YouTube Shorts: Stolen TikTok Videos Manipulated in Adult Dating, Dubious Products Scams for Views and Subscribers
As Google's TikTok competitor YouTube Shorts gains viewers, hordes of scammers are quick to follow.
Over the last several months, YouTube Shorts, Google’s competitor to TikTok, has become a haven for adult-dating scams and the promotion of dubious products. It has also been used as a short-cut to increase online social currency, such as subscribers and video views. All of these scams have one thing in common: the use of stolen TikTok video footage.
Released into beta in March 2021, YouTube Shorts allows YouTube channels to upload short-form videos that appear on YouTube in a separate carousel, with a dedicated menu button and vertical scrolling, similar to TikTok’s feed.
While YouTube creators are leveraging the new platform to create short-form video content, scammers are finding staggering success, based on engagement metrics, by stealing existing short-form videos from TikTok and reposting them to YouTube Shorts, racking up millions of views and gaining tens of thousands of subscribers. They are able to achieve this success by capitalizing on the newness of YouTube Shorts and its existing user base of 2 billion monthly logins.
In the example above, there are two videos stolen from TikTok users participating in viral TikTok challenges. One video earned 10 million views from YouTube shorts, one of the more successful videos I encountered during my research.
Based on my experience with researching these scams, they primarily fall into three categories:
- Adult dating affiliate scams
- Promotion of dubious retail products and weight loss supplements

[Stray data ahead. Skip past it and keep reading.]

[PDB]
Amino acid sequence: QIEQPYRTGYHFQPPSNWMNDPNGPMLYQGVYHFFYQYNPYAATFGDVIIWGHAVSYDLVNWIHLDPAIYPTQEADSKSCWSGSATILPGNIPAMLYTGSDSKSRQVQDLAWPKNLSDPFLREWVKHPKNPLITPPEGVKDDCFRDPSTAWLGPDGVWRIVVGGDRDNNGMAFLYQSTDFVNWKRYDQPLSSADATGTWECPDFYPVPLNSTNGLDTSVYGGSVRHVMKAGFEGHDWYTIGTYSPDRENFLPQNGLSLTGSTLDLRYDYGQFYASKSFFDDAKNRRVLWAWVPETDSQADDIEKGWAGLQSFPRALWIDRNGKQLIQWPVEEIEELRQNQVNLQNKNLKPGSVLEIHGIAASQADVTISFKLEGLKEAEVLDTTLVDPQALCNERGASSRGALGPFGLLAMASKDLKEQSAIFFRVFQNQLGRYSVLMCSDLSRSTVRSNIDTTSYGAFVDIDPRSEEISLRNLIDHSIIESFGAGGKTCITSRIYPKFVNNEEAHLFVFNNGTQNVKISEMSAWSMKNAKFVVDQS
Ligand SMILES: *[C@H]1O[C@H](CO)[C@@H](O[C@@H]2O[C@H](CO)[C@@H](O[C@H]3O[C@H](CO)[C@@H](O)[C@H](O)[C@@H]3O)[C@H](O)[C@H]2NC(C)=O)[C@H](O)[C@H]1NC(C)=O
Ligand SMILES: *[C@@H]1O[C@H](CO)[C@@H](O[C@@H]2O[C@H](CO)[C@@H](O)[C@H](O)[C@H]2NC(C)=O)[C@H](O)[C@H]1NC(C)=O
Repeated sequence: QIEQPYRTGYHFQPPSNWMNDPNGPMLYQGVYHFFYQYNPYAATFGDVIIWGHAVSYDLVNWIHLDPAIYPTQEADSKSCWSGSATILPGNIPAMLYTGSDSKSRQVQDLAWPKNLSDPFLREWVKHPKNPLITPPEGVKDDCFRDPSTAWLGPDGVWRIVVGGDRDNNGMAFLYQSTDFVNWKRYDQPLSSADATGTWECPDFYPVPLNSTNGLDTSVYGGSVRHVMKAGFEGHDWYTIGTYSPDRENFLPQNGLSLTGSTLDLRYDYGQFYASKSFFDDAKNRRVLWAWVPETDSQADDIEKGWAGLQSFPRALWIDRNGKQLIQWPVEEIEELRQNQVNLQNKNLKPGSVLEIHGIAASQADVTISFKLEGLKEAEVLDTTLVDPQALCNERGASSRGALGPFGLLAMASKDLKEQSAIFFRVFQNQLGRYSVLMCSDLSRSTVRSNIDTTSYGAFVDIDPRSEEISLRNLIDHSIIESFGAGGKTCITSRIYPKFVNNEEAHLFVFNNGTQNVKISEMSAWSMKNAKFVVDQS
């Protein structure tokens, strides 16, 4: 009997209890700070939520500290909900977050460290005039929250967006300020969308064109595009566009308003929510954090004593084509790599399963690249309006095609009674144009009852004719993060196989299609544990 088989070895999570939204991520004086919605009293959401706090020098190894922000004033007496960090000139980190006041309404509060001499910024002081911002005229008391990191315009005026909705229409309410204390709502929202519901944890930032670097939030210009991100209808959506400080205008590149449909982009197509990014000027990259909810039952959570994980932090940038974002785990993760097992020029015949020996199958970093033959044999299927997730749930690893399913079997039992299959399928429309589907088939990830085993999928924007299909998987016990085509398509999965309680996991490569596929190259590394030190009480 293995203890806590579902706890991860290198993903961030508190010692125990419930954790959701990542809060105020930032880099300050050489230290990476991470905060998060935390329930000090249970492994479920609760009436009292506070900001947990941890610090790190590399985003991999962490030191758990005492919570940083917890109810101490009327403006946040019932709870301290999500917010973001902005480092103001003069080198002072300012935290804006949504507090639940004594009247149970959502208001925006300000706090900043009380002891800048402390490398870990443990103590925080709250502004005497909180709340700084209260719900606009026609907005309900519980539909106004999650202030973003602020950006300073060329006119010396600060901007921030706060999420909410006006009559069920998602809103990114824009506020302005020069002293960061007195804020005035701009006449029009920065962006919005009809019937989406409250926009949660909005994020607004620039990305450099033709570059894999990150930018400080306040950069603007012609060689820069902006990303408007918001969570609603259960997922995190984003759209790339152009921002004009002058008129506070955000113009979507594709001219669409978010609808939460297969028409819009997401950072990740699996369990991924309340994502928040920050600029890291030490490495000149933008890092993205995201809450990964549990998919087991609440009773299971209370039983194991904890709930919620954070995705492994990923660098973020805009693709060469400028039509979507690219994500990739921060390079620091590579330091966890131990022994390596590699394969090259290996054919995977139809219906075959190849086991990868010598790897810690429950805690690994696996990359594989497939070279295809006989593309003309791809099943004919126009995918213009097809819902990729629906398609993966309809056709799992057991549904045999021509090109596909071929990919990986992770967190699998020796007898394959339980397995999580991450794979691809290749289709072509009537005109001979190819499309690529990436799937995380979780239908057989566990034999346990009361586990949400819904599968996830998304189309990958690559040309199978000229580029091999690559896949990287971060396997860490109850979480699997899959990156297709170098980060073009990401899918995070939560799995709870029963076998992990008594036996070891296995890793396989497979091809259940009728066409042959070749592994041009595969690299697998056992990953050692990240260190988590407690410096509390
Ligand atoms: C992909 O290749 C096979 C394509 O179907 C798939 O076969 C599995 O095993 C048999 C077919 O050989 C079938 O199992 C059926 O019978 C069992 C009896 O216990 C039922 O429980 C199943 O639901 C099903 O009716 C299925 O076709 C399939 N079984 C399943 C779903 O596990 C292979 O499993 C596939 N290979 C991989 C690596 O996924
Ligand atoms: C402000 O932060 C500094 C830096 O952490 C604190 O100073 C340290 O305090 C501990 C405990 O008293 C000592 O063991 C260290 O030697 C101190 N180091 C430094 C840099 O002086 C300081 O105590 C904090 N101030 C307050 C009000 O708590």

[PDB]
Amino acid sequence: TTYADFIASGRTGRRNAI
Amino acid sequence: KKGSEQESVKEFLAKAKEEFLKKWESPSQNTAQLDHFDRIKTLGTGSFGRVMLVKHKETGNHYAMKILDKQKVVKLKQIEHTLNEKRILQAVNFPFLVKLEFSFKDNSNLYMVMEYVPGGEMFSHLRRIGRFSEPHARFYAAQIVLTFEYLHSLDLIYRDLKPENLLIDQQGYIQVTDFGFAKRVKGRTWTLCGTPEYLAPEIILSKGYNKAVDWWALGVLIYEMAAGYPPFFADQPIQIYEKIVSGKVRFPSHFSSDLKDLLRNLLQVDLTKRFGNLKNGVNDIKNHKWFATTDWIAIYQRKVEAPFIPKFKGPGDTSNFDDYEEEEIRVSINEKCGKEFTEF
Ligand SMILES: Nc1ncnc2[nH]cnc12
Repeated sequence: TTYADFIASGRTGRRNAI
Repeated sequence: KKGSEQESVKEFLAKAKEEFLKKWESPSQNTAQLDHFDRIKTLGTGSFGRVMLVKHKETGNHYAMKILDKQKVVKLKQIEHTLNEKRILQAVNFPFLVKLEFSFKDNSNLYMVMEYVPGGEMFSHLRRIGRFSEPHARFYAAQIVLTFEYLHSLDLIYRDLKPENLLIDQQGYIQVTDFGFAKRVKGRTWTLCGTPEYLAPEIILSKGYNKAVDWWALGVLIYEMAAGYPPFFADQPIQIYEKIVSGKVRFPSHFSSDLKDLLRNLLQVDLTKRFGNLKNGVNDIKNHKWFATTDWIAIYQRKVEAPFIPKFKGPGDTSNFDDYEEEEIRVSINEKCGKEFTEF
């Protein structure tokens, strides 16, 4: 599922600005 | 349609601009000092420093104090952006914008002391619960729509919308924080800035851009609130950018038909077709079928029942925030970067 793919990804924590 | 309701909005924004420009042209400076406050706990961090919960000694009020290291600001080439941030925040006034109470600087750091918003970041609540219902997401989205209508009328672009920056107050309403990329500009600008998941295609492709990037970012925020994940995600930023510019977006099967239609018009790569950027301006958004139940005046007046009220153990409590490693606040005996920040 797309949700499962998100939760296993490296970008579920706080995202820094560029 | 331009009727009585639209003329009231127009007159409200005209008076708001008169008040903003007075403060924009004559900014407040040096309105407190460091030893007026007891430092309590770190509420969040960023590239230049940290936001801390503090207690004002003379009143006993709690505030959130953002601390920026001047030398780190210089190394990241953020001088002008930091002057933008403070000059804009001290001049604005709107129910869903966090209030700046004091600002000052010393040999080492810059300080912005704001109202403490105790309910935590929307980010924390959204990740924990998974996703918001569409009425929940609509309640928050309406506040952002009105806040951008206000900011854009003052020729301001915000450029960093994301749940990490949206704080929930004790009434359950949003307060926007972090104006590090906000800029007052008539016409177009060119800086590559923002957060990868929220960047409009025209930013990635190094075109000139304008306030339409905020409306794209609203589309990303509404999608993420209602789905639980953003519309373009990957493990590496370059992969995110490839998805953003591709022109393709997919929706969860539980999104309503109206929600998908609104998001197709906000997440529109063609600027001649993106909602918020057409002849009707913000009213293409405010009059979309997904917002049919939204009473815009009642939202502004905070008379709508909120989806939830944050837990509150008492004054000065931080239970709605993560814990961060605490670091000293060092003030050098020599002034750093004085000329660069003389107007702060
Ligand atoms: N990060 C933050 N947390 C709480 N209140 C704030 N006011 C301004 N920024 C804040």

- Stealing TikTok videos to increase social currency (views and subscriber counts)
Adult dating affiliate scams thrive on YouTube Shorts
If there’s been one common thread amongst all of the research I’ve done on social media over the last decade, it’s that adult dating is at the forefront of scams on rising platforms and services. Therefore, it’s no surprise that YouTube Shorts are rife with adult dating scams.
Scammers are creating fake YouTube channels filled with videos stolen from TikTok, including dance challenges like Buss It and Big Bank as well as other challenges, like Wear It Big and Why Aren’t You In Uniform. These fake YouTube channels typically pin a link at the top of the comments of their YouTube Short videos. These links go through a series of redirects before landing on an adult dating advertisement.
These advertisements are part of an affiliate marketing strategy employed by adult dating websites to generate more leads. To incentivize affiliates, these websites pay based on a cost per action (CPA) or cost per lead (CPL) basis. However, scammers have been abusing these affiliate offers to generate profits by duping users of social media websites. All a scammer needs to do is convince users to visit these adult dating websites and sign up with an email address, whether it’s legitimate or not. Once the visitor of an adult dating website is converted to a registered user, the scammer is eligible to receive anywhere from $2–$4 for the successful CPL conversion.